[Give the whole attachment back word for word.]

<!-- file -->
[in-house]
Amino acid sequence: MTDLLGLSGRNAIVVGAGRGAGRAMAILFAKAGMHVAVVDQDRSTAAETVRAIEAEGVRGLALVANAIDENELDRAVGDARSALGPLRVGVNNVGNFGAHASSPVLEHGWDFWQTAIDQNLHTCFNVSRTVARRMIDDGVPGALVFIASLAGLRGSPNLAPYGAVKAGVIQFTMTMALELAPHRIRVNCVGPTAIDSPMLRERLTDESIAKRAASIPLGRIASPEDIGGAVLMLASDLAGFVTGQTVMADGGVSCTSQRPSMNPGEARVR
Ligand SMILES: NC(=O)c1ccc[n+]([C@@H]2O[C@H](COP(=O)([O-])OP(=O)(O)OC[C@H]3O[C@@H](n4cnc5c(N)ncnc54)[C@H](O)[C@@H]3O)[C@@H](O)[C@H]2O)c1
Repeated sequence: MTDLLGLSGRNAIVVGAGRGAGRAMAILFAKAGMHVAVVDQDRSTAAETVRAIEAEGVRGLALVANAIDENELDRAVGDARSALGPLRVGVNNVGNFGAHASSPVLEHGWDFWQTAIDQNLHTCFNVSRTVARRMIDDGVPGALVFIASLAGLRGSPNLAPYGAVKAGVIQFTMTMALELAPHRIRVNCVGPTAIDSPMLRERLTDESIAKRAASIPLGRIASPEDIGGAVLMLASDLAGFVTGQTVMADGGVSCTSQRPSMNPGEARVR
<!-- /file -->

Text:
[in-house]
Amino acid sequence: MTDLLGLSGRNAIVVGAGRGAGRAMAILFAKAGMHVAVVDQDRSTAAETVRAIEAEGVRGLALVANAIDENELDRAVGDARSALGPLRVGVNNVGNFGAHASSPVLEHGWDFWQTAIDQNLHTCFNVSRTVARRMIDDGVPGALVFIASLAGLRGSPNLAPYGAVKAGVIQFTMTMALELAPHRIRVNCVGPTAIDSPMLRERLTDESIAKRAASIPLGRIASPEDIGGAVLMLASDLAGFVTGQTVMADGGVSCTSQRPSMNPGEARVR
Ligand SMILES: NC(=O)c1ccc[n+]([C@@H]2O[C@H](COP(=O)([O-])OP(=O)(O)OC[C@H]3O[C@@H](n4cnc5c(N)ncnc54)[C@H](O)[C@@H]3O)[C@@H](O)[C@H]2O)c1
Repeated sequence: MTDLLGLSGRNAIVVGAGRGAGRAMAILFAKAGMHVAVVDQDRSTAAETVRAIEAEGVRGLALVANAIDENELDRAVGDARSALGPLRVGVNNVGNFGAHASSPVLEHGWDFWQTAIDQNLHTCFNVSRTVARRMIDDGVPGALVFIASLAGLRGSPNLAPYGAVKAGVIQFTMTMALELAPHRIRVNCVGPTAIDSPMLRERLTDESIAKRAASIPLGRIASPEDIGGAVLMLASDLAGFVTGQTVMADGGVSCTSQRPSMNPGEARVR